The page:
Efficient, sustainable and cost-effective hybrid energy storage system for modern power grids

The HyFlow demonstrator in the Technology Centre for Energy (TZE) at Landshut University of Applied Sciences.
© TZE, Landshut University of Applied Sciences

EU project HyFlow:

Over three years of research, the consortium of the EU project HyFlow has successfully developed a highly efficient, sustainable, and cost-effective hybrid energy storage system (HESS) that can meet high energy and power demands. The researchers achieved this by combining a high-performance vanadium redox flow battery with a supercapacitor with water-based electrolytes.

With one of the demonstrators developed in the HyFlow project, major energy consumers such as enterprises, municipal utility companies, medical facilities, and data centres can determine the optimal system dimensions for their individual requirements. Using their existing power usage data, the system computes the ideal storage solution in terms of capacity and output required. The HyFlow project has been realized by Landshut University of Applied Sciences in cooperation with nine further partners from six countries across Europe. The European Union has funded the project with around 4 million euros.

State-of-the-art energy grids rely on renewable energies such as wind and solar power. However, the systems must deal with fluctuations both in power generation and in consumption. The grids therefore urgently require more dynamic storage systems in order to absorb the energy peaks and manage the increased demand for green power generation. The challenge is to optimise the capacity of such energy storage systems and guarantee a secure, cost-effective and sustainable energy supply. Smart combinations of storage systems, known as hybrid storage systems, offer a solution to this problem.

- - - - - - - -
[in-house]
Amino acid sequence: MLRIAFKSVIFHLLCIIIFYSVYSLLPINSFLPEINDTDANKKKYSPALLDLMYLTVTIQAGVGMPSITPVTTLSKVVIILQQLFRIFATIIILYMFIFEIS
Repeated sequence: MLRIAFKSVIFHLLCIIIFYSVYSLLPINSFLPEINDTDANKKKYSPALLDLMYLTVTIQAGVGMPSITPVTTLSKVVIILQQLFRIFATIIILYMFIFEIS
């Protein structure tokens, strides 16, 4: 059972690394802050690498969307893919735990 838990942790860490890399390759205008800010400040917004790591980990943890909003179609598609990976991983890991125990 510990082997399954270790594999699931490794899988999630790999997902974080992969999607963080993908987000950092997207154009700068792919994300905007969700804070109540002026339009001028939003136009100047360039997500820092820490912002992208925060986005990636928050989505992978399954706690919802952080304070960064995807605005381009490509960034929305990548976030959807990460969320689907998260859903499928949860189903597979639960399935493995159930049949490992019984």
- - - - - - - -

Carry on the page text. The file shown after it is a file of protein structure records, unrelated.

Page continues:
Efficient, sustainable and cost-effective hybrid storage system

The new hybrid storage system developed in the HyFlow project combines a high-power vanadium redox flow battery and a green supercapacitor to flexibly balance out the demand for electricity and energy in critical grid situations. A redox flow battery offers a large storage capacity, but is slow to charge and discharge. In contrast, the supercapacitor has short charging times with low storage capacities. Hybridisation has created an energy storage system that combines the advantages of both systems. Furthermore, in the project, the charging time of the redox flow battery has been reduced by 60 per cent.

There was a strong fundamental development during the project to achieve supercapacitor carbon electrodes from a sustainable local source, instead of the typical activated carbon from coconut shells. Researchers also focused on developing non-flammable, water-based electrolytes. This can reduce the carbon footprint of the new system by up to 40 per cent and its cost by up to 60 per cent compared with Li-ion batteries.

“It has been my dream to develop such a well-performing, cost-effective and, above all, environmentally friendly storage system, and through HyFlow this dream has become reality,” says Prof. Dr Karl-Heinz Pettinger, Scientific Director of the Technology Centre for Energy (TZE) at Landshut University of Applied Sciences, who coordinated the project.